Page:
Eight years ago Nikki Steele was a happy, young working mother married to the love of her life, Mark. She had a 6-year-old daughter with another one on the way. Life was happy and comfortable and the family’s future was promising with two incomes — until it suddenly wasn’t.
Steele arrived at work one morning and learned that she no longer had a job. No warning. No explanations. No severance package.
“I was angry and very hurt at first. I was pregnant, and we relied on both incomes,” Steele said. “My husband is so positive and kept reminding me of the benefits of being unemployed. He wanted me to stay home with the girls and kept reassuring me that he could support us just fine, but I wanted more than ‘just fine’ for them.”
Steele laughed and explained, “It really is silly and trivial, but I just loved dressing my girls up in big bows and boutique outfits. Those things can be expensive! So I got busy figuring out how to make things myself.”
She began with hair bows for her girls and posted a few pictures to her Facebook page. Suddenly, she had strangers contacting her about purchasing them for their own children.
And just like that, Steele Designs was born.
“The bows were a hit, and I realized I really enjoyed the work. So I started teaching myself how to make the cute boutique outfits that were so popular in the expensive children’s stores. Every time I took my girls out people commented about how cute they looked,” Steele said.
She soon began selling those as well.
As her girls grew and no longer wanted the boutique clothes as much, Steele began making other products. She has taught herself how to make T-shirts, blankets, mugs, cups, keychains and car decals among many other items.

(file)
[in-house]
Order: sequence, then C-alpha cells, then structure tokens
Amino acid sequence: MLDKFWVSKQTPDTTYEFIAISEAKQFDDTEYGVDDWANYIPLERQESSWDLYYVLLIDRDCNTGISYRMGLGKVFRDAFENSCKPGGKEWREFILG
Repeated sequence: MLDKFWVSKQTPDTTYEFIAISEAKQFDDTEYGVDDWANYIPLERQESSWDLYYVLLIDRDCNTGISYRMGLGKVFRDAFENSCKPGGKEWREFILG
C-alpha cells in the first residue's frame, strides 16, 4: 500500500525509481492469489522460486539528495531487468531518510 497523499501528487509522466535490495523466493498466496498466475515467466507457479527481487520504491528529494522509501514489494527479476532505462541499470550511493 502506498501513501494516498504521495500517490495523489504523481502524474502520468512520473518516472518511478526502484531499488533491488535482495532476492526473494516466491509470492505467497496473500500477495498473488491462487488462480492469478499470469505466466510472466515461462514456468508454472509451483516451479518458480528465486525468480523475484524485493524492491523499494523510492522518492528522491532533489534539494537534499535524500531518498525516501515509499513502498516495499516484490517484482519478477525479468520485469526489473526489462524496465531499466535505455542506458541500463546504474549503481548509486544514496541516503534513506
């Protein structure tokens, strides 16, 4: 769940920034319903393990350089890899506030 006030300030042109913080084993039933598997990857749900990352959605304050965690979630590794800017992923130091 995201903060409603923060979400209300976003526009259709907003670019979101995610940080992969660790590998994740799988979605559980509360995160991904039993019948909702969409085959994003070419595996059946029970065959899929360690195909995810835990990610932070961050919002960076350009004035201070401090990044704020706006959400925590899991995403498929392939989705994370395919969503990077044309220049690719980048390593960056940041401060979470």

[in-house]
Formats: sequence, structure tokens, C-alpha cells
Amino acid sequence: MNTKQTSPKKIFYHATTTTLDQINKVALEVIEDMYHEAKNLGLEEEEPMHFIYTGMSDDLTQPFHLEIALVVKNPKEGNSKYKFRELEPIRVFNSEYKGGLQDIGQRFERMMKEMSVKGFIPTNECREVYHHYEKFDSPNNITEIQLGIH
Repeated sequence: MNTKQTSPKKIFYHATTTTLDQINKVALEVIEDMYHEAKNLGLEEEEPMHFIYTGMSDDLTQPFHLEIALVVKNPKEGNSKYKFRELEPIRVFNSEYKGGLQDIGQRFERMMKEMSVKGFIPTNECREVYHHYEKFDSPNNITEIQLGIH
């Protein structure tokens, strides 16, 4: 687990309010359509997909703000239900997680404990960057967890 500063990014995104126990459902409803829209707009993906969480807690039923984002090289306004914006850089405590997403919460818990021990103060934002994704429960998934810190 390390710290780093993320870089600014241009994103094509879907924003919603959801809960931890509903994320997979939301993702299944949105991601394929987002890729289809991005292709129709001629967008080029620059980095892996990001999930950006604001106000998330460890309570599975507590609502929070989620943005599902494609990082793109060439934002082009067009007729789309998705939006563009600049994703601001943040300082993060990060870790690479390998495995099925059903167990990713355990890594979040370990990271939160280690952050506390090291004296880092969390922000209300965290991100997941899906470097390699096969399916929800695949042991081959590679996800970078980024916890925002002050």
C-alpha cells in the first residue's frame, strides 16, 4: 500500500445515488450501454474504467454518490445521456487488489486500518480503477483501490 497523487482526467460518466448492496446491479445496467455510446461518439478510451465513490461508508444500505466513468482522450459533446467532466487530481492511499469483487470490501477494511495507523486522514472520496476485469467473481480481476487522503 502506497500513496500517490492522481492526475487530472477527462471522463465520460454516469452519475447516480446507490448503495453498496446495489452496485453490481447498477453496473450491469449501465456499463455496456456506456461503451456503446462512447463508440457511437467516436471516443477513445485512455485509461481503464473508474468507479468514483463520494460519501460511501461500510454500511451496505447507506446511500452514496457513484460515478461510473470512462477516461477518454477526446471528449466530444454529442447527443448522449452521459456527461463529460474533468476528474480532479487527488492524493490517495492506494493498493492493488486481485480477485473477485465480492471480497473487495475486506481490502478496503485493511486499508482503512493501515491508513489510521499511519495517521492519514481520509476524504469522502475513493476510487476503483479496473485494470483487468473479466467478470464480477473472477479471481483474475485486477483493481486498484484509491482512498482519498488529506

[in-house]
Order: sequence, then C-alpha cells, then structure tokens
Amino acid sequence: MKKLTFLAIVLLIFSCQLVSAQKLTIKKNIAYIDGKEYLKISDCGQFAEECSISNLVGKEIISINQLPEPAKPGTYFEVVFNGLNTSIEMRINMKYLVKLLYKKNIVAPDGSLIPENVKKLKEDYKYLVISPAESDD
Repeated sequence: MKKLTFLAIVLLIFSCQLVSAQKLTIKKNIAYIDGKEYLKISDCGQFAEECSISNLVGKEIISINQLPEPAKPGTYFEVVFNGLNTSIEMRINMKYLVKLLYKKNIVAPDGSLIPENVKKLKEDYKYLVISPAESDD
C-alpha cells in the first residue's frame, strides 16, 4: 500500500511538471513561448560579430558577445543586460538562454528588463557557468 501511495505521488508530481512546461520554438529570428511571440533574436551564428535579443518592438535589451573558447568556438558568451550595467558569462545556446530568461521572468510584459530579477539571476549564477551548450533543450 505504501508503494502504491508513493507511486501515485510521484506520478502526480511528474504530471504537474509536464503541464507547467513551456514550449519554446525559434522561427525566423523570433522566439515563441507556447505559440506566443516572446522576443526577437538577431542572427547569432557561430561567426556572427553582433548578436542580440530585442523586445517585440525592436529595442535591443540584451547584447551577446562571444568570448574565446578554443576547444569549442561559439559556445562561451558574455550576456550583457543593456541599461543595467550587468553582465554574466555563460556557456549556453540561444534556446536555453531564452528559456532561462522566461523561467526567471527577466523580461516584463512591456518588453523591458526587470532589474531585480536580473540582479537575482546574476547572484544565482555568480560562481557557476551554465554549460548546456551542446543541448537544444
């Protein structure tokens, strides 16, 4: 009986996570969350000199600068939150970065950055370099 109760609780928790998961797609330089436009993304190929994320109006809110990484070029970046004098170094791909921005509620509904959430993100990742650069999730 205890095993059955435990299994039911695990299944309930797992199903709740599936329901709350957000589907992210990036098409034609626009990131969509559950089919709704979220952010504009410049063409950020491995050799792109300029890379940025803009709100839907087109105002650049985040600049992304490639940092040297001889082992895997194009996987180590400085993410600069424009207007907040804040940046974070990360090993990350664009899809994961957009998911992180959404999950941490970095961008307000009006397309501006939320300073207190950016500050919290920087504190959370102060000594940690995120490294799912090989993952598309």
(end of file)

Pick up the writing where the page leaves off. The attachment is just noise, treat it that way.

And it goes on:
She credits her husband for allowing her to pursue crafting. “Mark has always been my number one supporter,” she said. “He just goes along with all of my ideas and happily does anything I need him to. Even when my crafting supplies took over every room in our house, he never complained.”
The Steeles have recently purchased a larger home to accommodate Nikki’s growing business with Mark turning a large room into Steele Designs’ headquarters.
Steele took a break from many of her products when COVID-19 hit. “I focused on just making masks for a few months in the beginning of the pandemic,” she said. “I probably made over 2,000 masks.”
She donated most of those.
“A profit margin is not even a concern when something like COVID-19 happens. Those are the times that the most important thing is neighbors taking care of neighbors.”
That kind of thinking is a large part of the reason Steele Designs is thriving in a time when many small, locally owned businesses are in trouble.
Brandi Boyd met Steele when she was tasked with choosing and ordering the yearly school spirit T-shirts for the faculty, staff and students of Agape Montessori Christian Academy.
“I’d already been admiring these cute, colorful T-shirts I was seeing everyone on Facebook wearing, and we (members of the Parent Teacher Organization) knew we wanted to buy locally if we could,” Boyd said. “I asked around and was put in touch with Nikki Steele. She met with us, helped us put our motto into a cute design and then shocked us all with an incredible price. She even donated cute, matching face masks for all of our faculty and staff.”
As far as employees go, Steele Designs may soon have its first new hire. Steele’s younger daughter, Hannah Claire, has begun taking an interest in mom’s business.
“She loves helping me and, of course, I love spending that quality time with her. She’s even been coming up with her own ideas for products,” Steele said. “She was on Pinterest or YouTube and saw someone making these hollow, edible balls that people were using to make hot chocolate. She keeps me hopping coming up with different ideas for flavors. We’ve pretty much perfected them now, so I’m going to let her begin selling those.”
Steele’s next goal is completing a website to showcase all of her products. “The problem is I’m always coming up with new ideas, and I get sidetracked working to perfect my techniques,” she said. “I call it ‘crafter’s brain.’ It never stops.”